Casa Esperanza Guest House

54 Trossachs Road, The Hill, Johannesburg, 2197, South Africa
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Photos

Scorpion at Koppies - fortunately not venemous!Scorpion at Koppies - fortunately not venemous!

Nelson Mandela BridgeNelson Mandela Bridge

Ciao BabyCiao Baby

Johannesburg skylineJohannesburg skyline

Forum Posts

johan to vic falls transportation

by Molanian

hi everybody,dose anybody know what is the best and least expensive way to go from johannesbug to vic falls
tanx

Re: johan to vic falls transportation

by nora_south_africa

south african airways does a flight from Johannesburg to vic falls

Re: johannesburg to vic falls transportation

by carteki

You best is flying. Your least expensive is by bus and train. There are various options:
Bus: www.greyhound.co.za; www.translux.co.za
You can take the train from Vic falls to Buluwayo and then catch the bus to JHB. Better to travel 1st class as it is one of the old colonial trains (the waiters even serve food with white gloves when I did the trip!)
Flying - you can fly to Vic falls, or Livingstone which is on the Zamiban side of the border. Check out www.flysaa.com; www.nationwide.co.za; www.britishairways.com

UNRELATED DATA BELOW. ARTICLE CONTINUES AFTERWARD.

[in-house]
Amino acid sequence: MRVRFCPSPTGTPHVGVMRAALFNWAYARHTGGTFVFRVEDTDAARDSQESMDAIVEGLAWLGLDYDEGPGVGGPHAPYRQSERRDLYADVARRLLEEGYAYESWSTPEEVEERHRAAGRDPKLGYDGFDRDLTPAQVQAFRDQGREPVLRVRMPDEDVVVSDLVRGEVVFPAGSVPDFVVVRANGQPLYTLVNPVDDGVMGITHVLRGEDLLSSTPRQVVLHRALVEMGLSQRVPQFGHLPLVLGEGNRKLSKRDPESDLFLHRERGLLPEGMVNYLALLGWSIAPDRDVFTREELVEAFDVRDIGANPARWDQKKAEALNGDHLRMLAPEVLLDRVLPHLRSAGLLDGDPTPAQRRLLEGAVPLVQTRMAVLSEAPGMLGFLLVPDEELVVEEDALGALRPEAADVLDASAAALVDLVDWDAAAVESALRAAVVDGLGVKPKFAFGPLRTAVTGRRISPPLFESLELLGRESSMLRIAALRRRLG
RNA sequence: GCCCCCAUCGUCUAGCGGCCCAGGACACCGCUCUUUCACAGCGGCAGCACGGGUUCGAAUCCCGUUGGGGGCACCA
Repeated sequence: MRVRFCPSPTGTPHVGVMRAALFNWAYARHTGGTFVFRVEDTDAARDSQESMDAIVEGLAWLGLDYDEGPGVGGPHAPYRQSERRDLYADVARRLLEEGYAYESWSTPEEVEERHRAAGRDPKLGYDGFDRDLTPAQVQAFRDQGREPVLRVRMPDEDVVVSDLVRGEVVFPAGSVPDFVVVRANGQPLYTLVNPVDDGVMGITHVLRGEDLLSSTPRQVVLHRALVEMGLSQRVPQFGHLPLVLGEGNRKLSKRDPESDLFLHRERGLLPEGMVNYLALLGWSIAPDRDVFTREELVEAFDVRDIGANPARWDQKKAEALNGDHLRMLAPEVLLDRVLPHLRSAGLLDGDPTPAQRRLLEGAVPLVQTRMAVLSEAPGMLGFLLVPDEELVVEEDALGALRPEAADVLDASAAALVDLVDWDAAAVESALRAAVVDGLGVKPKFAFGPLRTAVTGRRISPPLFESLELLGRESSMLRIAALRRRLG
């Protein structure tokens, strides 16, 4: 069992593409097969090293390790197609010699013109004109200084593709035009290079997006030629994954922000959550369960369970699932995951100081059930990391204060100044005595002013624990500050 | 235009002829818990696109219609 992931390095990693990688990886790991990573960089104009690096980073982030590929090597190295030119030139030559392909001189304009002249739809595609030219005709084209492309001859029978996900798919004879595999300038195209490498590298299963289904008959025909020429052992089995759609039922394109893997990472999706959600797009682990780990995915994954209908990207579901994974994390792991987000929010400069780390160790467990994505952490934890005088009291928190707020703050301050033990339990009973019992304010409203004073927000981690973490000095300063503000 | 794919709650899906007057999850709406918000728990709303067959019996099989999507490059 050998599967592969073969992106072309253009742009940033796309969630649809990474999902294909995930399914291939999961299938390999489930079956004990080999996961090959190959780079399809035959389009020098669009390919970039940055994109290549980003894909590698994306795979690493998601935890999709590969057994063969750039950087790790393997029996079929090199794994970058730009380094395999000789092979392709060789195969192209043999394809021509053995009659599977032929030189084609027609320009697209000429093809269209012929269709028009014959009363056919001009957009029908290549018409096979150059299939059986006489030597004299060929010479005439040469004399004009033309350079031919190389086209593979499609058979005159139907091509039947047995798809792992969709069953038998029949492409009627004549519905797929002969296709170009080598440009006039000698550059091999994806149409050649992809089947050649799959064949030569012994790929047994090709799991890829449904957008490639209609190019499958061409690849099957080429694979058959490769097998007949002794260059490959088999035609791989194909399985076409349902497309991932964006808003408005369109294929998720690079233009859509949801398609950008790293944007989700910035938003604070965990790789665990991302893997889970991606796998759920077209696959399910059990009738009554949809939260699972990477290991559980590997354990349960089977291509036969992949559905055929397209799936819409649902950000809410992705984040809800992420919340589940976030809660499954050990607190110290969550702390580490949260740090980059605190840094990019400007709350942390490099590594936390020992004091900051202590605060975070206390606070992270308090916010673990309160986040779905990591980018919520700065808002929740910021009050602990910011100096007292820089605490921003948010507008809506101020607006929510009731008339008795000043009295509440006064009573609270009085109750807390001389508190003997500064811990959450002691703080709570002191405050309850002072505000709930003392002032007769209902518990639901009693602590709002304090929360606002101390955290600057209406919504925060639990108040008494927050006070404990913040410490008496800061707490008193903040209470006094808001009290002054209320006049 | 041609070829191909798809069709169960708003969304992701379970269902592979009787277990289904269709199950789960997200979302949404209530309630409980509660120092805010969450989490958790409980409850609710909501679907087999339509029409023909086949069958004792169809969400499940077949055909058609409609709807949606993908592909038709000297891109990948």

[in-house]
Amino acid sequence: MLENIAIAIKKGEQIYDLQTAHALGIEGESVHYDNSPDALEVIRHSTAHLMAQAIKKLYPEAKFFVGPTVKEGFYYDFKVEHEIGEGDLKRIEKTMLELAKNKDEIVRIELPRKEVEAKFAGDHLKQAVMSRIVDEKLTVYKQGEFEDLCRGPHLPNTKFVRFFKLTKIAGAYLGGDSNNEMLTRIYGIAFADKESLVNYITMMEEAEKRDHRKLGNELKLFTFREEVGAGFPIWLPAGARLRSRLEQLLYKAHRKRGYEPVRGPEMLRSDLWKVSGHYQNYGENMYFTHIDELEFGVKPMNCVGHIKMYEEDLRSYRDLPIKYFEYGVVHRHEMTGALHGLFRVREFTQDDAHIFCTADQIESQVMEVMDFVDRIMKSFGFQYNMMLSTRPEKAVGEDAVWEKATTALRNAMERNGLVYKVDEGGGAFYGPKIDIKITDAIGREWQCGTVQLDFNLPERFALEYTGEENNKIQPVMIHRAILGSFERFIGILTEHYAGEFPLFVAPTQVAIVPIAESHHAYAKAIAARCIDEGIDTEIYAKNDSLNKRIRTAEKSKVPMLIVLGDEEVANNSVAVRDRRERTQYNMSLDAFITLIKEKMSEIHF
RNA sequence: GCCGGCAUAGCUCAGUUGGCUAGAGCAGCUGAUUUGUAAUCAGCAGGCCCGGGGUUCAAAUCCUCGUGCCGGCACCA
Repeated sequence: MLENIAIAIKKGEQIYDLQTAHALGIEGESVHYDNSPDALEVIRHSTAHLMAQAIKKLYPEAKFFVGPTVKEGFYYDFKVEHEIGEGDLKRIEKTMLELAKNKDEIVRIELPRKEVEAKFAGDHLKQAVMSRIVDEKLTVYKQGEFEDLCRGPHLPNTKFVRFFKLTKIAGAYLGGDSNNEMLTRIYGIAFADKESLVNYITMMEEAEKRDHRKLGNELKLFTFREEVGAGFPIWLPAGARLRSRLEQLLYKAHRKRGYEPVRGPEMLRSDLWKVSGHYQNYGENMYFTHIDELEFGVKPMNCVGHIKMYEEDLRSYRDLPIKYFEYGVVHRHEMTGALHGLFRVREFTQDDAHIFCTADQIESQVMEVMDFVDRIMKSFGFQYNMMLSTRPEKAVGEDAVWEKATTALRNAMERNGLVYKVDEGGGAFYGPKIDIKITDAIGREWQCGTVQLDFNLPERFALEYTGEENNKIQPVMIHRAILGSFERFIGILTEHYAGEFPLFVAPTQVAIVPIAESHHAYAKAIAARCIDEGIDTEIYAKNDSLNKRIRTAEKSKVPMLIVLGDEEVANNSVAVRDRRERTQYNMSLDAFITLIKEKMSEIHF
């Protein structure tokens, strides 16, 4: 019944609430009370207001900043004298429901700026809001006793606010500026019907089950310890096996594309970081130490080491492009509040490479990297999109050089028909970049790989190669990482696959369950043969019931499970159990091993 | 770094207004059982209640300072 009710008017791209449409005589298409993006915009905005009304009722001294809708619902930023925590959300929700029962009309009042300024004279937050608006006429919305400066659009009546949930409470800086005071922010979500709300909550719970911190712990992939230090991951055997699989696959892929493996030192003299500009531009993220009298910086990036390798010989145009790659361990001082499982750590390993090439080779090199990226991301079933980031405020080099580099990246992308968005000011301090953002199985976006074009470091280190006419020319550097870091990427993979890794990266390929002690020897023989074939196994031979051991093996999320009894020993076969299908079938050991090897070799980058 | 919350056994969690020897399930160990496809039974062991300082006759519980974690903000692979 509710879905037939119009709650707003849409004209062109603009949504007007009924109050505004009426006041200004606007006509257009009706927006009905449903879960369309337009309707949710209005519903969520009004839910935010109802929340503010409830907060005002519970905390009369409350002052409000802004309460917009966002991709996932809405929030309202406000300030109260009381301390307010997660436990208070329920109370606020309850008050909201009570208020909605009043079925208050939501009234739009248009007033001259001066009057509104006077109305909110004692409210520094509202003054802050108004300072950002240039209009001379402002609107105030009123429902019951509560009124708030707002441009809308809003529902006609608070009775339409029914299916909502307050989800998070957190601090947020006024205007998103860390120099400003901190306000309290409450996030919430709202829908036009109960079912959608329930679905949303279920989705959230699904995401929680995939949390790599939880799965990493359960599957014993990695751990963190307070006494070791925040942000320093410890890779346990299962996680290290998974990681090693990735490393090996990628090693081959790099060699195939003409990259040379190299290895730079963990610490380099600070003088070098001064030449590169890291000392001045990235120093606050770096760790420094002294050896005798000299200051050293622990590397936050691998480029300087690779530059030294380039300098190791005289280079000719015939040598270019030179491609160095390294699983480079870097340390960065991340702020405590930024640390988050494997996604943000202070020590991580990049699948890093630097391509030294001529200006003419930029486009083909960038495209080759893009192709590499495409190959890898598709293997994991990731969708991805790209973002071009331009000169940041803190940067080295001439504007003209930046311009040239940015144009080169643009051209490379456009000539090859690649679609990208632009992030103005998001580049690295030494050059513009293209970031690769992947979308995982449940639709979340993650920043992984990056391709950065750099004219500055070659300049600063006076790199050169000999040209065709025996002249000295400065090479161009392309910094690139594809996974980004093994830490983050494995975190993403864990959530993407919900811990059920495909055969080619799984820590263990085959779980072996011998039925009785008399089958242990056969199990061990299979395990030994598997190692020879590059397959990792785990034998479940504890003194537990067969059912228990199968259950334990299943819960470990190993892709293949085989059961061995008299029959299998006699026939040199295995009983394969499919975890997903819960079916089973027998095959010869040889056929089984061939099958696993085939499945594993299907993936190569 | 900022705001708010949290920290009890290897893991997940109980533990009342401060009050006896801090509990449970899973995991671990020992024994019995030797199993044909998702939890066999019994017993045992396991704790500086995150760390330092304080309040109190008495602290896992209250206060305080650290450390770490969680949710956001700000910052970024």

Travel Tips for Johannesburg

Why do we love visiting Joburg?

by Jenniflower

Many people don't have much good to say about Johannesburg.

They hear all the bad press, always compare its beauty to Cape Town's (which is hardly fair, as Cape Town is one of the most beautiful places in the world, so hardly a comparison!).

But there is a lot to do here, with family and elsewhere. And Johannesburg, with it's minedumps and lush gardens, rolling hills and lakes, has so much to offer too.

We enjoy spending time with family, we also enjoy going to botanical gardens, game parks, going out for dinner (Johannesburg has some awesome restaurants!).

The people are generally friendly and welcoming.

When I have been away for a while, it's only when I chat to the passport controller at Oliver Thambo International (used to be Johannesburg International), that I say 'I am home'.

United We Stand behind Bafana Bafana

by CatherineReichardt

This lunch time, I, my kids and tens of thousands of other Jo'burgers took to the streets of Sandton for the United We Stand celebration in support of Bafana Bafana. It's always difficult to estimate numbers for such events - I heard news coverage of up to a quarter of a million, which seems a little on the high side, but I would be prepared to believe a number somewhere around 150,000. The main roads in Sandton were closed to traffic, and the streets were packed with throngs of supporters decked out in green and gold, sporting all manner of bizarre World Cup paraphernalia. Crowds of people were diski dancing and toyi toying, and the overall visual spectacle was amazing, but what made the strongest impression of all were the vuvuzelas, which were utterly deafening!